"The Ambassador answered us that it was founded on the Laws of their prophet, that it was written in their Koran, that all nations who should not have acknowledged their authority were sinners, that it was their right and duty to make war upon them wherever they could be found, and to make slaves of all they could take as Prisoners, and that every musselman [muslim] who should be slain in battle was sure to go to Paradise."

This statement was a part of a March 28, 1786, letter from John Adams and Thomas Jefferson to John Jay, the United States Secretary of Foreign Affairs, Continental Congress, concerning their conversation with the Tripoli ambassador as to why his pirates/terrorists hijacked our merchant ships, stole the ships and cargo while holding the sailors for ransom. (Thomas Jefferson. "The Papers of Thomas Jefferson". Princeton Univ. Press. pp. 9:358.)

lee said...

All this turns on whether or not we can reach a consensus on a definition of "conservatism," a task which has eluded even those of us who call ourselves conservatives. And does "conservatism" refer to those "eternal verities" embraced by self-professed conservatives of any era or does it rest upon particular historical circumstances of a given era?

Tom Van Dyke said...

And does "conservatism" refer to those "eternal verities" embraced by self-professed conservatives of any era or does it rest upon particular historical circumstances of a given era?

Eternal verities, unchanging and objective standards of right and wrong [for instance "natural law" theory], and a recognition of human nature as not subject to redesign by the state or by ideology/political correctness.

Also prudence, that "society" is a highly complex organism that we will never fully be able to understand and predict the subtle interactions of, and so we should be cautious about uprooting its pillars, lest the roof cave in.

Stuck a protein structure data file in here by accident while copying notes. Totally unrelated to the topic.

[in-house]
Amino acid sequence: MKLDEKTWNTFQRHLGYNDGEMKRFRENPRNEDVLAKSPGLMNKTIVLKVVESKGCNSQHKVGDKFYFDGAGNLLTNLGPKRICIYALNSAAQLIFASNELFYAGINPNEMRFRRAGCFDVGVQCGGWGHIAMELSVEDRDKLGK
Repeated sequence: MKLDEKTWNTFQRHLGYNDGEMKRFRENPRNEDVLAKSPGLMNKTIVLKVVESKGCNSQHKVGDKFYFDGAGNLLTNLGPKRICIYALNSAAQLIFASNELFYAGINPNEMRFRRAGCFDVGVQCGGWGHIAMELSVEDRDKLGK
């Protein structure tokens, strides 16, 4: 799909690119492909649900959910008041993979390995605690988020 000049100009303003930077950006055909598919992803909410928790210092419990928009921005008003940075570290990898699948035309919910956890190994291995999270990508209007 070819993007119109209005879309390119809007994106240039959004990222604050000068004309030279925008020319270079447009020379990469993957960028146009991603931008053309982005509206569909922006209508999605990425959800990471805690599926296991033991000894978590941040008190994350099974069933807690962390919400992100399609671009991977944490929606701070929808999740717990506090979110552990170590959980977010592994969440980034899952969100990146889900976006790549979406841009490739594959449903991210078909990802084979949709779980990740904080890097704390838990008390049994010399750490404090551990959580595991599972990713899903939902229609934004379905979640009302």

The latter is of course why we question Jefferson's conservatism, since the French Revolution he supported was one of the first radicalisms of modernity--a proposed reinvention of both society and man himself--and conservatism ala Edmund Burke says, well, hold on there fella.

Anonymous said...

As you say, Jefferson's optimistic views on human nature and prospects for democracy set him apart from conservatives. It is convenient, however, that those views proved compatible with the political culture of 18th century Virginia.Although suffrage was widespread compared to Britain, the traditional deference for local elites like Jefferson remained an enduring feature. It's easy for Jefferson to exalt the common man when they defer to him as a "natural aristocrat." Personality counted more than policies. I understand that only after the adoption of the Constitution of 1787, the nationalization of political controversies, and the rise of political parties did this deferential attitude begin to subside.

Now Jefferson despised Andrew Jackson. I wonder if he would have revised his views on the common man and democracy had he lived long enough to witness the democracy of the Age of Jackson.

Anonymous said...

I think on political economy, he may be considered conservative--at least in that nearly meaningless sense of "opposed to change." He hoped that the abundance of land would forestall the appearance of manufacturing enterprise, although he recognized it as inevitable. Hamilton, trying to jump-start the process appears more the innovator on this score.

Tom Van Dyke said...

Good stuff, Lee. And the bit about Jefferson being repulsed by Jackson and genuine egalitarianism is a hoot!

[I'm not a fan. He was a good dreamer in 1776 and quite a competent and pragmatic president. My admiration is limited to those two periods. Otherwise, he was a backstabbing hypocrite.]

Art Deco said...

Rather anachronistic to apply contemporary political short-hand to Jefferson. Unnecessary too.


That aside, the most durable usage of the term 'conservative' would be as a descriptor of a general disposition toward social life: the notion that there is intelligence encoded in extant practices that you cannot discern very clearly. That disposition does not describe Jefferson.